Easing inflation in developed markets, a silver lining for exports in 2024

International trade experts have expressed hope that the services sector would perform better than merchandise and the country’s overall outbound shipments may touch over USD 900 billion in 2024 against an estimated USD 764 billion in 2023.

A stable rupee against the US dollar, focus on new markets like Latin America and Africa, new items like mobiles and fresh fruits, focus on promoting e-commerce exports, and free trade agreements with the UAE and Australia would also help the country register healthy growth in outbound shipments next year.

Despite various challenges, including geopolitical tensions and China’s subdued post-pandemic recovery, impacting exports this year, India’s goods and services exporters have managed to tap opportunities in developed as well as developing economies.

The current year started with negative growth in exports, with the decline touching about 19 per cent in June but the decline narrowed down to 2.83 per cent in November 2023.

An official said goods exports rose 6.21 per cent in October “and going forward, this trend will continue in 2024 also and along with goods, services exports too are growing”.

Electrical and electronics, machinery, automobile and auto components, high-tech products, pharmaceuticals, medical and diagnostic equipment exports are likely to go further in 2024.

Experts suggested focusing on new products and new destinations to give push to exports of goods and services.

“India’s trade performance in 2024 will be influenced by a blend of domestic and international factors, set against a backdrop of global economic uncertainties. But as India’s share in world trade is just 2 per cent, focus on enhancing sectoral competitiveness in labour-intensive sectors and diversification of services sectors can surprise us with some good export performance,” think tank Global Trade Research Initiative (GTRI) Co-Founder Ajay Srivastava said.

He said India’s trade scenario in 2023 mirrored the global trend, experiencing a 5.3 per cent fall in merchandise exports, aligned with a global 5 per cent decline as per UNCTAD (United Nations Conference on Trade and Development).

This decrease was notable despite the rupee’s depreciation against the US dollar, which generally aids export competitiveness.

“The decline was particularly evident in labour-intensive sectors like textiles and leather. India’s overall trade in 2023 remained at the same level as the previous year, indicating a need for strategic efforts to improve in 2024,” Srivastava added.

Federation of Indian Export Organisations (FIEO) Director General Ajay Sahai said since inflation is moderating globally and after a pause in key rates by most of the central banks, interest rates are likely to move southward thus pushing demand.

“New orders with large volumes are expected in 2024, thus pushing our exports. We should look at goods and services exports of USD 900 billion-plus in 2024,” Sahai said.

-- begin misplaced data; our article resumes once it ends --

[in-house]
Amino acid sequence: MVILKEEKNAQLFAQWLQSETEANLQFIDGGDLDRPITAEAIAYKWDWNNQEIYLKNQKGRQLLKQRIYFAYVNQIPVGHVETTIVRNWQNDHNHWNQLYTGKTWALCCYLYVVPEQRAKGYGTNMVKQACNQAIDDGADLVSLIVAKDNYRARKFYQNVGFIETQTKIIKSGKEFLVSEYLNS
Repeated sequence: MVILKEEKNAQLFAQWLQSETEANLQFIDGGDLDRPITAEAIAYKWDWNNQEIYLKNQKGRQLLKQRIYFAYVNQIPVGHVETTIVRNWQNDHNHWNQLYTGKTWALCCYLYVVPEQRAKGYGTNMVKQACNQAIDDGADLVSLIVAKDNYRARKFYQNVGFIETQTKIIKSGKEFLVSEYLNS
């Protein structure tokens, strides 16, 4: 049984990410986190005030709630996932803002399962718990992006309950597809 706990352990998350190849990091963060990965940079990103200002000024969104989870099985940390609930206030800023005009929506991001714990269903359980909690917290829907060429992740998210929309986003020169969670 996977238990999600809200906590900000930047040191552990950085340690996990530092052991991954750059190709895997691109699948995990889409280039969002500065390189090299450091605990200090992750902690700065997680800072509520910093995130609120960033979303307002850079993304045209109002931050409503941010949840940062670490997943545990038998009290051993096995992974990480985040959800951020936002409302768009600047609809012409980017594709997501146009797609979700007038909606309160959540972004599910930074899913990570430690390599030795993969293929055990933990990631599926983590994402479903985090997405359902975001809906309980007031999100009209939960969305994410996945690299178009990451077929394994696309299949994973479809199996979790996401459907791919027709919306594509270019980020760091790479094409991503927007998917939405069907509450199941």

However, he added that the Red Sea problem might affect exports in the short run with a lack of container availability and rising freight costs.

“The freight to many destinations has almost doubled and we are apprehensive that they may remain at an elevated level in the next few months. A better trend of 2024 will be discernible by mid-March,” Sahai said.

Lakshmi Venkataraman Venkatesan, Founding and Managing Trustee of Bharatiya Yuva Shakti Trust (BYST), an organisation that works for micro, and rural entrepreneurs from across the country, said the government had set the target of increasing MSME share in exports to at least 60 per cent in the next five years and this can be met by tapping into the potential in sectors like readymade garments, leather goods, processed foods, and engineering items for export to BRICS and G20 nations.

Trade expert and Hi-Tech Gears Chairman Deep Kapuria said new emerging sectors like mobile phones and electronics have contributed to India’s export growth.

“However, the major challenge is to sustain this growth momentum. This is all the more important given the USD 2 trillion export target for both goods and services by 2030. Going forward, India needs to further step up its efforts to bring more products under Quality Control Order (QCOs) as this would enable our MSMEs to get integrated into Global Value Chains (GVCs), a major vehicle to boost exports,” Kapuria said.

Mumbai-based exporter and Chairman of Technocraft Industries Sharad Kumar Saraf said order books are good at present as demand is gradually increasing from countries like the US and Europe.

The government has taken several measures to promote India’s exports and including announcing new Foreign Trade Policy; promoting districts as export hubs; providing more funds to the Interest Equalisation Scheme on pre- and post-shipment rupee export credit; financial assistance under Trade Infrastructure for Export Scheme (TIES) and Market Access Initiatives (MAI) Scheme; and increasing role of Indian missions abroad.

First Published Date: 31 Dec 2023, 16:07 PM IST

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